It was the calm before the storm. On November 8, 2014, the wind ceased and the autumn sun spilled over the buttes and prairies surrounding the Vaughan outpost. Elsie was parked in front of the Quonset. Demolition day had arrived.
We wanted to document the renovation process from a clean slate, so we did a little staging to rid Elsie of Craigslist Ray’s décor. This involved taking down begrimed velvet curtains, framed photos of classic hotrods, and an old 80’s sound system bolted to the upper cabinets.
Next up: the dis-assembling. We ripped out the vinyl wall divider and cushions, unhinged cabinet doors and drawers, unscrewed curtain rods and pulled out anything stuck to the walls, floors, or doors that didn’t belong. Phase one of the tear-down took longer than expected, because most screws in the trailer were of the clutch head variety, and at the time we only had one clutch head screwdriver (they are fairly obscure and hard to find). Clutch head screws, according to VintageTrailerSupply.com, are:
“Odd bow-tie shaped screw slots on your window or door hardware. They were used in the auto industry from the 1940s through the 1960s and a few of them worked their way into travel trailer manufacturing as late as the 1970s. To remove those old screws, you're best off using a screwdriver bit of the same shape and size.”
Jerry reminded me several times that I needed to hold the screwdriver level and press firmly to avoid stripping any screws (Back off, I'm a novice!). We wanted to reuse the old screws to save on the expense of replacing them all, which provided Mary (aka Carson's mom) and I a moment to prove our worth. We carefully labeled all the hardware in plastic baggies, taped them to their matching doors and drawers, and created our first trailer storage Tupperware.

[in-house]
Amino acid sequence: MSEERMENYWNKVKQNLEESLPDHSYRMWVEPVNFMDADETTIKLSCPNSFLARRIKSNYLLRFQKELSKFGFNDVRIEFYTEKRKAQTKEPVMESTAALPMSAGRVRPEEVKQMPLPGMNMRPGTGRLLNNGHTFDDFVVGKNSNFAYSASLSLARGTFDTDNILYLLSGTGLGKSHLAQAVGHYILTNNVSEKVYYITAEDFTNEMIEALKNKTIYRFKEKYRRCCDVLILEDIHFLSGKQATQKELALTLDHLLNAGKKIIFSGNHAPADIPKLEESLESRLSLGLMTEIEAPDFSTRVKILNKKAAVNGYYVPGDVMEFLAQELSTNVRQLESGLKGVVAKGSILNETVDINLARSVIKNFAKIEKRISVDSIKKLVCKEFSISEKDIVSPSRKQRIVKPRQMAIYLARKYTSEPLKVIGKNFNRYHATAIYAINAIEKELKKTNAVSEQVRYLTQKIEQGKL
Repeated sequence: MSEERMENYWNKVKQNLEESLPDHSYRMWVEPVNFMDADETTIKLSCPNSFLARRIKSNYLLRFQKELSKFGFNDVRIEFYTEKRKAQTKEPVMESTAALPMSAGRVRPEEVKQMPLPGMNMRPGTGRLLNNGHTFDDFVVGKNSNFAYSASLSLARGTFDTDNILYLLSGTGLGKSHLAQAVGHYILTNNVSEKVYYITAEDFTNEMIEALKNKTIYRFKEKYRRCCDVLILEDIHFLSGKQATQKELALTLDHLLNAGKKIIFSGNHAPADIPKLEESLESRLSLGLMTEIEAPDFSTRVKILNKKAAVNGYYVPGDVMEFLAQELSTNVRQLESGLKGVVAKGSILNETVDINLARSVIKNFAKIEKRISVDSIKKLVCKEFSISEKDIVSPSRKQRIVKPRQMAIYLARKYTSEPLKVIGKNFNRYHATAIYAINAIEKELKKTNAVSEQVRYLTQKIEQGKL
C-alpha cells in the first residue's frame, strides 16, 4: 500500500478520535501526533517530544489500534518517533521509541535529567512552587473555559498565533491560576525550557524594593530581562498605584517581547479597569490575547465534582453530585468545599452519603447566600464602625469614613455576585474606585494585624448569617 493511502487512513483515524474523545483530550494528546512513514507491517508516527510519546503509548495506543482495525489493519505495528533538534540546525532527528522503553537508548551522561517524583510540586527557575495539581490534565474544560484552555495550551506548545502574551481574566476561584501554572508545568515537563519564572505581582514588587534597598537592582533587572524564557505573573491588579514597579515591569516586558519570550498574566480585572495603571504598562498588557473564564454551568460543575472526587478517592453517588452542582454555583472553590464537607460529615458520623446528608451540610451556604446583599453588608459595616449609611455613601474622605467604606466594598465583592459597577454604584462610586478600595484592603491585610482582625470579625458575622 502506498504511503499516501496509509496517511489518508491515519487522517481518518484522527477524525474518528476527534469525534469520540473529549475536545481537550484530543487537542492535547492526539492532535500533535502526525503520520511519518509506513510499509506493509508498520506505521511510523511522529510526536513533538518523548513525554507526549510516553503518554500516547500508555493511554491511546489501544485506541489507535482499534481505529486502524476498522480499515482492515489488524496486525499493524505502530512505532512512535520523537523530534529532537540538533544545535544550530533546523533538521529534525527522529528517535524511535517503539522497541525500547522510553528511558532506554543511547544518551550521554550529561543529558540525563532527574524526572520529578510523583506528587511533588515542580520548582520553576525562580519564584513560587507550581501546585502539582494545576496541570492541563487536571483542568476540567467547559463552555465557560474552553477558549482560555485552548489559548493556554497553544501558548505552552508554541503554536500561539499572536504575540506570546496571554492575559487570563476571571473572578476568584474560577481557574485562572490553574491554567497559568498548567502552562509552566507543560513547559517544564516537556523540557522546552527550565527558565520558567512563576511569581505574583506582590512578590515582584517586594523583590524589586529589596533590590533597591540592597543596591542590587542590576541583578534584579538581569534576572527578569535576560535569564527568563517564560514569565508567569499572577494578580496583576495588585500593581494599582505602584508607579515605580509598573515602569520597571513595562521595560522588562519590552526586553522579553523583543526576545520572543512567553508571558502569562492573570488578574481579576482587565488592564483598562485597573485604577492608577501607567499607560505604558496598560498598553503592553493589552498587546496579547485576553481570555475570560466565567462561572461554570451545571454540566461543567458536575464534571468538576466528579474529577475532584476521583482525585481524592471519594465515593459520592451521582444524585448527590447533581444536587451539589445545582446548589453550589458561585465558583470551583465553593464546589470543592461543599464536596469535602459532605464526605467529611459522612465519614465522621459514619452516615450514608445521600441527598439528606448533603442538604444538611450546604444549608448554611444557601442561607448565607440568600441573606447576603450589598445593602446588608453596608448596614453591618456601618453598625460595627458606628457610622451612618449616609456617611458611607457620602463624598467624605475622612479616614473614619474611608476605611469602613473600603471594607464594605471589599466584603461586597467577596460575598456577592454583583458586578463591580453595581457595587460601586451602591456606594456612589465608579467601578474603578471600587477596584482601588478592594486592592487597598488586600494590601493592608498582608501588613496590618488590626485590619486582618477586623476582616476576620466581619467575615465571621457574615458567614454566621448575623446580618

Carson and Jerry tackled the heavier-duty parts of the teardown. They removed the old Dometic propane/electric refrigerator and tore out the propane furnace system below it. While the propane fridge did technically work, it was heavy and unreliable; we intended to replace it with a newer model. With the furnace, it was a very outdated system that a) clearly hadn’t been used for over 20 years and b) seemed too daunting and unnecessary to replace if we could use an electric space heater at most of our campgrounds anyway.
They also answered a question that had been looming since we first bought Elsie: "What's going on beneath that duct tape in the corner of the ceiling?" The ceiling work in Elsie is a story in itself - and one deserving of separate post we’ll write later - but this was the first visible hole we saw and Carson and Jerry were hell bent on patching it. They used a reciprocating saw to cut out the rotted wood, patched it with 3/16” plywood, and used the pneumatic nailer and wood glue to secure it.
Our first demolition weekend foreshadowed a few things to come over the next 8 months:
- Our ceiling hole was actually the first in a series of holes and disappointing revelations; Elsie was not as structurally solid as we had hoped.
- That contact paper was EVERYWHERE…it was going to ruin our lives.
- Jerry was definitely going to play the Dark Knight in this trailer remodel. “He’s the hero Elsie deserves, but not the one it needs right now. So we’ll hunt him. Because he can take it. Because he’s not our hero. He’s a silent guardian, a watchful protector. A dark knight.”
- It was going to look a whole hell of a lot worse before it got any better. (This saying is now officially trademarked by Jerry A. Vaughan)